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Target falls victim to data compromise

Dec 19, 20133 mins

This morning I awoke to news that the US based retailer Target has fallen victim to a data compromise. This story was first broken by Brian Krebs yesterday and there is still a great shortage of details as to the “how”. 

From Brian Krebs:

Both sources said the breach was initially thought to have extended from just after Thanksgiving 2013 to Dec. 6. But over the past few days, investigators have unearthed evidence that the breach extended at least an additional week — possibly as far as Dec. 15. According to sources, the breach affected an unknown number of Target customers who shopped at the company’s bricks-and-mortar stores during that timeframe.

“The breach window is definitely expanding,” said one anti-fraud analyst at a top ten U.S. bank card issuer who asked to remain anonymous. “We can’t say for sure that all stores were impacted, but we do see customers all over the U.S. that were victimized.”

This is a real shame for both Target and most importantly their customers. Today the folks at Target posted a release confirming the breach. 

From Target press release:

Approximately 40 million credit and debit card accounts may have been impacted between Nov. 27 and Dec. 15, 2013. Target alerted authorities and financial institutions immediately after it was made aware of the unauthorized access, and is putting all appropriate resources behind these efforts.  Among other actions, Target is partnering with a leading third-party forensics firm to conduct a thorough investigation of the incident.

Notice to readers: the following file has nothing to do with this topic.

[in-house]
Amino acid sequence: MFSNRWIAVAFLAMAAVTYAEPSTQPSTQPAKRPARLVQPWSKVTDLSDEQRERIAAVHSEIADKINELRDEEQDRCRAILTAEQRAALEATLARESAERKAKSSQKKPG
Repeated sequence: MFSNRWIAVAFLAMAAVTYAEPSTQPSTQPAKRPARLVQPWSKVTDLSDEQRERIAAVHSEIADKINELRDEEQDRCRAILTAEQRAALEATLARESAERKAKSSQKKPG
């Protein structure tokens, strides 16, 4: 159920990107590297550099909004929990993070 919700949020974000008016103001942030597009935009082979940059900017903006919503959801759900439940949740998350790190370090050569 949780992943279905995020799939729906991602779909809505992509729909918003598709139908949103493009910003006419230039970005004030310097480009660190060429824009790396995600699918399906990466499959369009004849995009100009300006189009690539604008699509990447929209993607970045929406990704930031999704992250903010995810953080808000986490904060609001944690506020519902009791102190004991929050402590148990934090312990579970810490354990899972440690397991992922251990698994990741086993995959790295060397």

40 million. Wow, that’s unfortunate. I can lay even money that I’m among the affected customer base. I have a hunch that this was a breach that occurred someplace in the IT supply chain as opposed to the company directly. This is just a hunch mind you. 

Blatant self promotion warning: I was set to deliver a talk at Deepsec this year called “Supply Chain: The Exposed Flank” which was to speak to this sort of thing. Sadly I blew out my back and could not travel. I hope that I’ll get to deliver it in 2014 at some point. 

While this type of breach could not be avoided by the end user it is a good idea to practice some basic safety online.

With law enforcement involved I imagine it will be a while before we hear the details surrounding this data breach. I hope this gets sorted to the benefit of their customer base in short order.

So while we wait to hear, what can you do? First and foremost take the time to check your banking transactions to make sure that you don’t have anything amiss. As well, make it a habit to check your credit card statements. 

The biggest of all is to check your credit rating. There are several services that provide you with this ability. Here are three in no particular order that you can leverage.

  1. Equifax
  2. Transunion
  3. Experian

Be ever vigilant.

(Image used under CC from Roadsidepictures)


Dave Lewis has over two decades of industry experience. He has extensive experience in IT security operations and management. Currently, Dave is a Global Security Advocate for Akamai Technologies. He is the founder of the security site Liquidmatrix Security Digest and co-host of the Liquidmatrix podcast

The opinions expressed in this blog are those of Dave Lewis and do not necessarily represent those of IDG Communications, Inc., its parent, subsidiary or affiliated companies.

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